FHSS vs. LoRa

Similar to FHSS, LoRa (long-range, low power) communication technology was designed for long-distance and low-power data communication. LoRa technologies rely on using an unlicensed radio spectrum in the ISM bands and were specifically designed in response to the growing communication needs powered by IoT.

When it comes to long distance applications, LoRa is typically rated at around 30 miles in rural areas. 900 MHz FHSS technology, on the other hand, achieves a range of 60-plus miles and can be extended even farther by leveraging signal repeaters. If you are attempting to employ edge computing in the field, FHSS will help you achieve data communications over greater distances.

In a marketplace that is driven not only by the decisions you make based on your data, but how quickly you are able to make those decisions, FHSS technology is a clear winner. LoRa solutions’ data speeds are typically rated between 0.3 kilobits-50 kilobits per second, while FHSS technology solutions currently on the market offer speeds between 154 kilobits per second all the way up to 4 megabits per second — a massive difference in data transfer speed.

One area where LoRa has an advantage is in power consumption. By sacrificing speed and range, LoRa is able to operate at very low power-consumption levels. While FHSS technology can run on battery power, it functions better when it is connected to a reliable power source.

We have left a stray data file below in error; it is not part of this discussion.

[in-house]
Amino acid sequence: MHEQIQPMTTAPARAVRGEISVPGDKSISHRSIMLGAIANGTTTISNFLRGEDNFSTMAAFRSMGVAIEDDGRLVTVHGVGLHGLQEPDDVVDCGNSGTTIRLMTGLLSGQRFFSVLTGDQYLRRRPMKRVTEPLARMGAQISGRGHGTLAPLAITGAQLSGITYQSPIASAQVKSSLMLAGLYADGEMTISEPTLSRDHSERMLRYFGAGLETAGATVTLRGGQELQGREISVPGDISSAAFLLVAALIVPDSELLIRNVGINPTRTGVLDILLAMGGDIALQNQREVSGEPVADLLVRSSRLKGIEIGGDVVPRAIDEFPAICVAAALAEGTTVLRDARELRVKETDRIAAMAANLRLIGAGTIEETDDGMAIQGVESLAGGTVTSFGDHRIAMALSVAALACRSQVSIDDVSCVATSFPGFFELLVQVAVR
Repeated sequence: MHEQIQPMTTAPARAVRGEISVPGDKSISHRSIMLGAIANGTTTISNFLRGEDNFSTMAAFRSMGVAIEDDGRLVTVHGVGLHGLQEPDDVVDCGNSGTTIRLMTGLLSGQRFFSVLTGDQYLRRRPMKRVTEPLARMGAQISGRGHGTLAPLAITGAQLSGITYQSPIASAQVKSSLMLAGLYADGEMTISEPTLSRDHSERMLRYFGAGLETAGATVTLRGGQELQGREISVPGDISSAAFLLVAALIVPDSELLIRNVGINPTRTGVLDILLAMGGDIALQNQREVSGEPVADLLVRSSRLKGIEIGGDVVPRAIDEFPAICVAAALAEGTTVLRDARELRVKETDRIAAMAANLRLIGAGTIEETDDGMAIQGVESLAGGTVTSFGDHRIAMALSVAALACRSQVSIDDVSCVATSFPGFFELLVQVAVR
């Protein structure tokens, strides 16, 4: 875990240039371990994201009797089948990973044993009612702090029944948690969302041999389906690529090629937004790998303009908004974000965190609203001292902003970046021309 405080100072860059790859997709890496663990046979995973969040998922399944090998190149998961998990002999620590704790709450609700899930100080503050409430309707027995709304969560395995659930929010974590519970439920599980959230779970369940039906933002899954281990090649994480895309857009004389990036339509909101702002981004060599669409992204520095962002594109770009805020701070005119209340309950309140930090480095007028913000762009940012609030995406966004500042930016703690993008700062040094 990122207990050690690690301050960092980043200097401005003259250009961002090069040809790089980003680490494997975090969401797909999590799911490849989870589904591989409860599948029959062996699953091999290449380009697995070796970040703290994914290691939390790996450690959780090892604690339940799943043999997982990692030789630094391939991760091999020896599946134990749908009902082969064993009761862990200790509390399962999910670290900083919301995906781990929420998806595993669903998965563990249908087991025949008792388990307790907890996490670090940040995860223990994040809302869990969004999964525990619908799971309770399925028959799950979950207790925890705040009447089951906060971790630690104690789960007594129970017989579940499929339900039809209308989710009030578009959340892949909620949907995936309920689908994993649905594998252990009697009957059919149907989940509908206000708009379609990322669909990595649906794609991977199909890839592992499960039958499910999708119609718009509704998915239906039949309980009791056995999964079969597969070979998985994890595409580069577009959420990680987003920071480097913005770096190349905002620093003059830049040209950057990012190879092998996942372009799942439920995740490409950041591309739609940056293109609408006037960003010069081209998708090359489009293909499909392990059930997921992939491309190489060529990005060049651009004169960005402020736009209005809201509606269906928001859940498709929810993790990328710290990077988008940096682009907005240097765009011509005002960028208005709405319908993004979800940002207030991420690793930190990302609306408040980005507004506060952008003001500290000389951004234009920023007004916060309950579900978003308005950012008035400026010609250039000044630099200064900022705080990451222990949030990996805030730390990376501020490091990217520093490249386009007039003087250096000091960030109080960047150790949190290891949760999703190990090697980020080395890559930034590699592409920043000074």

FHSS applications and misconceptions

While FHSS technology made a name for itself in the energy industries, there are many use cases where FHSS technology has been successfully implemented. These include unmanned aerial vehicles, undersea robotics, auto and boat racing, aquarium research, utilities and much more. FHSS technology’s foundation is so fundamentally sound that it has remained relatively unchanged for years, but new programmable solutions and flexible integrations have given the technology new life and applications in the growing world of IoT.

Helping fuel these new applications of FHSS tech is the change in understanding about some common misconceptions. One of the misconceptions often stated about FHSS technology is that it is not secure. In practice, this couldn’t be further from the truth, as the frequency hopping employed by FHSS technology provides users with a level of baked-in security. Combined with 128- or 256-bit AES encryption, FHSS because a very secure and reliable technology. Another common misconception is that FHSS technology can suffer performance issues when frequency spectrums become crowded. However, this issue is mitigated by the fact that FHSS technology never stays on a single spectrum for any significant length of time and the technology allows for the identification of the best available communication channels.

Conclusion

When it comes to making data-driven decisions, IIoT is changing the game by the implementation of smart devices and smart sensors in the field where data is plentiful. FHSS technology is a communication method that is well-suited for IIoT and IoT applications. With reliable and secure data transfer, relatively low power consumption, fast data transfer speeds and a design tailor-made for a fog computing strategy, FHSS technology is an ideal solution to help propel business into a new age of data intelligence.

All IoT Agenda network contributors are responsible for the content and accuracy of their posts. Opinions are of the writers and do not necessarily convey the thoughts of IoT Agenda.